Dear Diary,

When I was pregnant about six years ago, I embarked on a mission to find a support group for moms. It wasn’t the first time I was with child. But it was the first time I was raising my family in a new city, away from my circle of friends and family. I had moved to New York with my husband and my 5-year-old son to be a stay-at-home mom. That year, I had an epiphany–I was not a huge fan of motherhood. In my haste to wed and relocate, I forgot how much my mother, sisters and family members supported me since giving birth. My mother was always on call as a babysitter while I worked my way through college, and my sisters always offered shoulders lean on. Well in New York, my babysitter list was blank. And it didn’t matter really, since I didn’t have any friends to hang out with anyway!

It took time to adjust to being an around-the-clock caregiver. My life as a single, unmarried mom had a fair amount of freedom. I could go dancing when I felt the urge to tap my feet and wiggle my hips. But in my new role as a stay-at-home, married mom, I couldn’t move–I felt trapped.

All mom and no play made me a depressed, lonely woman. When my husband went to work, I found company in my computer and searched for how to start a support group for moms. I searched for how to join or start a support group for moms and Googled terms like Black Moms in New York City and Mommy Meet ups in Queen. I needed someone to push me through this rough patch of parenting and someone who looked like me.

Mom Group 1

That’s when I discovered the Queens/Long Island Chapter of Mocha Moms. I met other women, who looked like me and stayed home with their children. Many left lucrative careers to become household CEOs. I was no longer alone. I surrounded myself with support. I got and gave advice about everything from breastfeeding and potty training to picking preschools and pursuing passions. We planned playdates. We volunteered in our communities. We partied. And most importantly, we celebrated our sisterhood.

Mom Group 2

Fast forward 4 ½ years, I moved back to my hometown of Pittsburgh. By this time Mocha Moms and my husband’s patience had cured my baby blues, and I felt empowered as a stay-at-home mother. I couldn’t wait to connect with another Mocha Moms chapter. But when I searched the Internet, Google didn’t deliver. At first, I was disappointed. Then, I was motivated to start my own group–Pittsburgh Brown Mamas. The online and in-person group’s mission is simple: Help moms be the best they can be. By making moms better moms, we make dads better dads, children become better adults, and ultimately, communities become better places to live.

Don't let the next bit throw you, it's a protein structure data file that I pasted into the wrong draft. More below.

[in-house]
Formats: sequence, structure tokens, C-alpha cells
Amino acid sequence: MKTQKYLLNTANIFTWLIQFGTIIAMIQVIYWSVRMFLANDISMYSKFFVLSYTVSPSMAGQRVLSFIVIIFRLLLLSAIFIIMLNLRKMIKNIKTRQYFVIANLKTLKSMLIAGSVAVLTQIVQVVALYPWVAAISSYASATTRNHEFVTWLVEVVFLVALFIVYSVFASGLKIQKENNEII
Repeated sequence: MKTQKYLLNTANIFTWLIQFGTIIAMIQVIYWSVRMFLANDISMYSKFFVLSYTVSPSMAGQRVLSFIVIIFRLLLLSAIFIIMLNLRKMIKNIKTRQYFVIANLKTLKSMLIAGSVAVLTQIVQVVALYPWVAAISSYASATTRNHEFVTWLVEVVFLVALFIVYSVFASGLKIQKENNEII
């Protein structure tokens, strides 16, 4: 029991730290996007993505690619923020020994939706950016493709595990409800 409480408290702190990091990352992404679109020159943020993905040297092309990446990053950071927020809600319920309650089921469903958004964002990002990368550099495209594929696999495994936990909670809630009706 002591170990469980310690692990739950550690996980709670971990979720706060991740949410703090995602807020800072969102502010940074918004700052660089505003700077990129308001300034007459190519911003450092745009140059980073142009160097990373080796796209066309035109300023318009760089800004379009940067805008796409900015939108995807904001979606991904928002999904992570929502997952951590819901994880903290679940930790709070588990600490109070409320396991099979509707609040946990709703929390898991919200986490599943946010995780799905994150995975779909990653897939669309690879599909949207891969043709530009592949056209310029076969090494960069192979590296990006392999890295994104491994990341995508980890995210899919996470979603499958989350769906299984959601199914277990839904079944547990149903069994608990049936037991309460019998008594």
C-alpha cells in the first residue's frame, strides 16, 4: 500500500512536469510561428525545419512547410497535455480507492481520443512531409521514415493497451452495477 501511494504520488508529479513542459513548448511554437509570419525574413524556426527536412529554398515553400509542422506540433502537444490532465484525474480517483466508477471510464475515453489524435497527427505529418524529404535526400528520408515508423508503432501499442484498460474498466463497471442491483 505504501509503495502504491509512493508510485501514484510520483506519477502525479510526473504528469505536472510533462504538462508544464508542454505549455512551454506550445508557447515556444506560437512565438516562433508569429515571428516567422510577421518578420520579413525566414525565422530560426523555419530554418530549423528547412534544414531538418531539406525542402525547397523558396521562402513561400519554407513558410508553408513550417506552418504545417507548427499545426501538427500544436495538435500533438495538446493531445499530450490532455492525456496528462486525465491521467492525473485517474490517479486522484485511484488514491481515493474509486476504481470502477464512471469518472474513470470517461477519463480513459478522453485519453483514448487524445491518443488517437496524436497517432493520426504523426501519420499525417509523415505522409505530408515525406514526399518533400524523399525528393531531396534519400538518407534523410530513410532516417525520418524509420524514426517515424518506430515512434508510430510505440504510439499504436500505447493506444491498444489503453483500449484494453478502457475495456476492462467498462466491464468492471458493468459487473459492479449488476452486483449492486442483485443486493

MOm Group 1

If there isn’t a group in your community, why not start one! You’re probably not the only person who needs to connect. Here’s how you can crate your own support group.

1. Find Friends Online

Post a message about your interest in meeting other moms like you. Ask your friends to tag moms they think might be interested in connecting. Once you receive responses, form a private Facebook group. Remember, it’s about quality not quantity! Five dedicated members are more meaningful than 50 women who rarely contribute.

2. Plan an Event

Survey moms to find common interests and learn the ages of children. Then plan an event that would appeal to everyone. If there are a range of ages, go somewhere fun for babies and big kids, such as the park. If babysitters aren’t available, host a movie night or a pot luck.

3. Set Ground Rules

Do you plan to share secrets? Then be sure that there’s a confidentiality clause! It doesn’t have to be formal. But members should agree to keep what they discuss in the group, inside the group–unless they receive permission to share the information with others. You can also make rules regarding how the group will operate. How will you divide and conquer the work? Who decides the location of the group outing? What type of posts are off limits? What would call for the removal of a member?

Hey DFTM Fam–Did you join a support group>=? If not, do you plan to start one of your own? If you are in the Pittsburgh region or just need a mommy friend online, reach out to the Brown Mamas on Facebook or on BrownMamas.com.

About The Author

Cindy Mendoza
Urban Mom

Cynthia Mendoza is a wife and mom of three boys ages 12, 5 and 6. She writes about raising children in the nation's most livable city: Pittsburgh. Her interest are raising African-American boys, urban gardening, blogging and non-traditional education. When not writing for DFTM, Cynthia manages Pittsburgh Brown Mamas, an organization she founded that assist African-American mothers in enjoying their journey and advocates on behalf of impoverished moms of color. In addition, Cynthia is an audio journalist at American Urban Radio Networks and blogs at Brwn Mamas.

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